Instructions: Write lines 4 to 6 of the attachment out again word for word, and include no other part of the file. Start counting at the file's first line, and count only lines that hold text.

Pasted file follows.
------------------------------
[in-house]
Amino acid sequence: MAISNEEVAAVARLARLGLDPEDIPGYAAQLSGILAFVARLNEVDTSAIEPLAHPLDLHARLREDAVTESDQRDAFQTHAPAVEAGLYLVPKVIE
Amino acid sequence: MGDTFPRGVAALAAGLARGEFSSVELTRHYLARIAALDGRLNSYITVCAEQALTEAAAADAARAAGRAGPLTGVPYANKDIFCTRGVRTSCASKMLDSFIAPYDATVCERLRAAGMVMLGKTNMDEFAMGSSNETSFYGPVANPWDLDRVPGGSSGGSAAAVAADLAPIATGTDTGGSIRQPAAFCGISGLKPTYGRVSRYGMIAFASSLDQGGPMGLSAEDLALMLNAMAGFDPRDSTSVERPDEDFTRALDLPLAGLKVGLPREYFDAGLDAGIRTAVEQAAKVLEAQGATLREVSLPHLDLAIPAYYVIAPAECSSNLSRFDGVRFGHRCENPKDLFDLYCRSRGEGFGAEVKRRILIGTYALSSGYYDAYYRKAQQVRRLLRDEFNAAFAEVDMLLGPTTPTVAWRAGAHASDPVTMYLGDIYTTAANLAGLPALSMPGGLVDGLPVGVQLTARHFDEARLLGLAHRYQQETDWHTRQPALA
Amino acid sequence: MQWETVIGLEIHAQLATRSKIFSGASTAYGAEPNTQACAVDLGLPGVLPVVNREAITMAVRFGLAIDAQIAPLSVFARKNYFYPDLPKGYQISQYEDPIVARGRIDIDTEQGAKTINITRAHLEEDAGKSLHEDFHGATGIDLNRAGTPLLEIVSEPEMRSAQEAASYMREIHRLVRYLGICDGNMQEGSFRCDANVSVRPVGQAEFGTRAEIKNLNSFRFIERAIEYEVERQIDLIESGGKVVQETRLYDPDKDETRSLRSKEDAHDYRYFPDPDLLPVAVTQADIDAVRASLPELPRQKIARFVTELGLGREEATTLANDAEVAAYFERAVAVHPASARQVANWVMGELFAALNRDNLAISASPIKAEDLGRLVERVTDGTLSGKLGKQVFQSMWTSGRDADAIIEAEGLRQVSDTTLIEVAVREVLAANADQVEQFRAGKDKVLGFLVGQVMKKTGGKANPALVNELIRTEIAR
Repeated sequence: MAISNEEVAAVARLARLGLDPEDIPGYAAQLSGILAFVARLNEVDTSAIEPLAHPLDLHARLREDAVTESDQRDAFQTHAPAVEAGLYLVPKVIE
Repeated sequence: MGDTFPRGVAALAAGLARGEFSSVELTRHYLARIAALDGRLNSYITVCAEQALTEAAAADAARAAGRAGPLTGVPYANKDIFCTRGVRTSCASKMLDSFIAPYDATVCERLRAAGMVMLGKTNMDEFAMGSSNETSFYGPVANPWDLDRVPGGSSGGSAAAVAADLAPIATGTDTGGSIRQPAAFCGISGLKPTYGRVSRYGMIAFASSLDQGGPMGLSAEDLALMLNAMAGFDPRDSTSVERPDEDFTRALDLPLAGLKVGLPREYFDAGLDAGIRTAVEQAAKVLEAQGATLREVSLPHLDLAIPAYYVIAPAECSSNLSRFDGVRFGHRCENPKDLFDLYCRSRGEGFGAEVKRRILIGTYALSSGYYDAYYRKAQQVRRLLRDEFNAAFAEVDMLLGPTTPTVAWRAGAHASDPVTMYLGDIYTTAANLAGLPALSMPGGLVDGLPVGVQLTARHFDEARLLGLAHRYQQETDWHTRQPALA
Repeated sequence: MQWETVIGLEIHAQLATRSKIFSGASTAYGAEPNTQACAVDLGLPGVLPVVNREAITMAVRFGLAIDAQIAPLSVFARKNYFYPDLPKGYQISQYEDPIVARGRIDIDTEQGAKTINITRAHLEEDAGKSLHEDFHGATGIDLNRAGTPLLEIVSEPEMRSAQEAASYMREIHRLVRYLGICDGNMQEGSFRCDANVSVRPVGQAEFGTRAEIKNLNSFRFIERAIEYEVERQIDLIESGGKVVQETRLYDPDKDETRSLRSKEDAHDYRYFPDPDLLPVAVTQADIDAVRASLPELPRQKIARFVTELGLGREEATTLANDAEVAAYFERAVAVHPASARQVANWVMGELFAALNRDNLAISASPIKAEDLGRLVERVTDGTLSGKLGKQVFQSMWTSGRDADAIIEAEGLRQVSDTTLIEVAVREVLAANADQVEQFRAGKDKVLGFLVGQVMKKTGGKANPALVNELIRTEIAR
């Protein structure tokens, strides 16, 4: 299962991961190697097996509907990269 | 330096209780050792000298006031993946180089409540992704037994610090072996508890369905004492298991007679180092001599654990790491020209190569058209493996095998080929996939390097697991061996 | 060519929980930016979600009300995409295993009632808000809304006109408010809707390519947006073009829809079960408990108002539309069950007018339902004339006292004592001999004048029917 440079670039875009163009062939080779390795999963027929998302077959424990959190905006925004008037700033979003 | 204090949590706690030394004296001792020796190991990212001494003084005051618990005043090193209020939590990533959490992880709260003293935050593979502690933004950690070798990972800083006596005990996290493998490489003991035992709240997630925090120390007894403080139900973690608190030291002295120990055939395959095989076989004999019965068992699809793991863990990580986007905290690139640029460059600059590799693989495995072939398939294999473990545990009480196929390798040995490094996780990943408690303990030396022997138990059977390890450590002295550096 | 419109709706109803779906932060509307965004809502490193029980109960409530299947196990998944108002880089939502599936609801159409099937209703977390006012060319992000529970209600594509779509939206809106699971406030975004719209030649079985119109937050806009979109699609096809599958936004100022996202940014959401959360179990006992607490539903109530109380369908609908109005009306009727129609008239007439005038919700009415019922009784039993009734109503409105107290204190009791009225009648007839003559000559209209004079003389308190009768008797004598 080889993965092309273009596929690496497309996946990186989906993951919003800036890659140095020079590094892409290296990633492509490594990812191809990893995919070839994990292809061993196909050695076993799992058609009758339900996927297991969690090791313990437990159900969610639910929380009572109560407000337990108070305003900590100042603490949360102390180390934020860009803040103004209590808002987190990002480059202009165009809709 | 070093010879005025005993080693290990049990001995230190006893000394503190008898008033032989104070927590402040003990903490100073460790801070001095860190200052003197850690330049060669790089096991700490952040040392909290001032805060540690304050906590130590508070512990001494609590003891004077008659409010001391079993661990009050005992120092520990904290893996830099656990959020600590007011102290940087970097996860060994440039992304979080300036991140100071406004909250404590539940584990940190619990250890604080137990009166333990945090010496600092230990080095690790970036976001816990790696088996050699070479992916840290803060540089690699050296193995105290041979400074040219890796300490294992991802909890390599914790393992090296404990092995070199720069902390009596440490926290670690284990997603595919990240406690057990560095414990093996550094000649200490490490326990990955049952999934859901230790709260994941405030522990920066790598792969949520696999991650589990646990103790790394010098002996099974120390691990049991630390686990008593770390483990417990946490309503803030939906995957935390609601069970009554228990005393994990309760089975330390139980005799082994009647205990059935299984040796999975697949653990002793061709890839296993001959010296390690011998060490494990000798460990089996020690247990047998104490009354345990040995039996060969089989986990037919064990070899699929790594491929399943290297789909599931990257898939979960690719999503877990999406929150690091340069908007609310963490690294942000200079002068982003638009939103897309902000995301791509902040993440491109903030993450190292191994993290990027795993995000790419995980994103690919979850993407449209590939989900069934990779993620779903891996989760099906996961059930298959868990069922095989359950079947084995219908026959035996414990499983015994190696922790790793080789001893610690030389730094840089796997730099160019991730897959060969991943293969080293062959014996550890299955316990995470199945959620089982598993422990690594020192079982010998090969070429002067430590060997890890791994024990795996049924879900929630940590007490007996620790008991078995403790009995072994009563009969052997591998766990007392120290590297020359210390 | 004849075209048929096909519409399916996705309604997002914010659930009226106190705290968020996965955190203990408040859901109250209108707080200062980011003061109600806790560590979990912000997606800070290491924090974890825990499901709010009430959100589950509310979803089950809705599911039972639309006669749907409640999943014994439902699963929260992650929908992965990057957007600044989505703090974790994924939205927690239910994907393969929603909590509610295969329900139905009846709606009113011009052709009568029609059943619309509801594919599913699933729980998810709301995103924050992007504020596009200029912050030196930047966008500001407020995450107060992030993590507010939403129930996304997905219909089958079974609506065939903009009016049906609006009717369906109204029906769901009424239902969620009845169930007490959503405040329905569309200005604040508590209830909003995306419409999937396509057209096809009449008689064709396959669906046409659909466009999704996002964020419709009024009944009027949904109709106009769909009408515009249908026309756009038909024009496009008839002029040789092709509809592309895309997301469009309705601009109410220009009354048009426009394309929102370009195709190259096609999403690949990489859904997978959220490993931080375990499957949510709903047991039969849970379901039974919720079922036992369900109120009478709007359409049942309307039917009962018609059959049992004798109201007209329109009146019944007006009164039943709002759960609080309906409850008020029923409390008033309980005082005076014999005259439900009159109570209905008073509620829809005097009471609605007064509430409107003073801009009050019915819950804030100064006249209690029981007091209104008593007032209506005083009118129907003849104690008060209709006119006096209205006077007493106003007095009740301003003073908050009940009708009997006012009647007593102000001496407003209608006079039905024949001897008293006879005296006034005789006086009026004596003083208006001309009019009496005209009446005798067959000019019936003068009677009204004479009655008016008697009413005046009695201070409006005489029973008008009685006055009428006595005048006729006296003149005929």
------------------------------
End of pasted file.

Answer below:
Amino acid sequence: MQWETVIGLEIHAQLATRSKIFSGASTAYGAEPNTQACAVDLGLPGVLPVVNREAITMAVRFGLAIDAQIAPLSVFARKNYFYPDLPKGYQISQYEDPIVARGRIDIDTEQGAKTINITRAHLEEDAGKSLHEDFHGATGIDLNRAGTPLLEIVSEPEMRSAQEAASYMREIHRLVRYLGICDGNMQEGSFRCDANVSVRPVGQAEFGTRAEIKNLNSFRFIERAIEYEVERQIDLIESGGKVVQETRLYDPDKDETRSLRSKEDAHDYRYFPDPDLLPVAVTQADIDAVRASLPELPRQKIARFVTELGLGREEATTLANDAEVAAYFERAVAVHPASARQVANWVMGELFAALNRDNLAISASPIKAEDLGRLVERVTDGTLSGKLGKQVFQSMWTSGRDADAIIEAEGLRQVSDTTLIEVAVREVLAANADQVEQFRAGKDKVLGFLVGQVMKKTGGKANPALVNELIRTEIAR
Repeated sequence: MAISNEEVAAVARLARLGLDPEDIPGYAAQLSGILAFVARLNEVDTSAIEPLAHPLDLHARLREDAVTESDQRDAFQTHAPAVEAGLYLVPKVIE
Repeated sequence: MGDTFPRGVAALAAGLARGEFSSVELTRHYLARIAALDGRLNSYITVCAEQALTEAAAADAARAAGRAGPLTGVPYANKDIFCTRGVRTSCASKMLDSFIAPYDATVCERLRAAGMVMLGKTNMDEFAMGSSNETSFYGPVANPWDLDRVPGGSSGGSAAAVAADLAPIATGTDTGGSIRQPAAFCGISGLKPTYGRVSRYGMIAFASSLDQGGPMGLSAEDLALMLNAMAGFDPRDSTSVERPDEDFTRALDLPLAGLKVGLPREYFDAGLDAGIRTAVEQAAKVLEAQGATLREVSLPHLDLAIPAYYVIAPAECSSNLSRFDGVRFGHRCENPKDLFDLYCRSRGEGFGAEVKRRILIGTYALSSGYYDAYYRKAQQVRRLLRDEFNAAFAEVDMLLGPTTPTVAWRAGAHASDPVTMYLGDIYTTAANLAGLPALSMPGGLVDGLPVGVQLTARHFDEARLLGLAHRYQQETDWHTRQPALA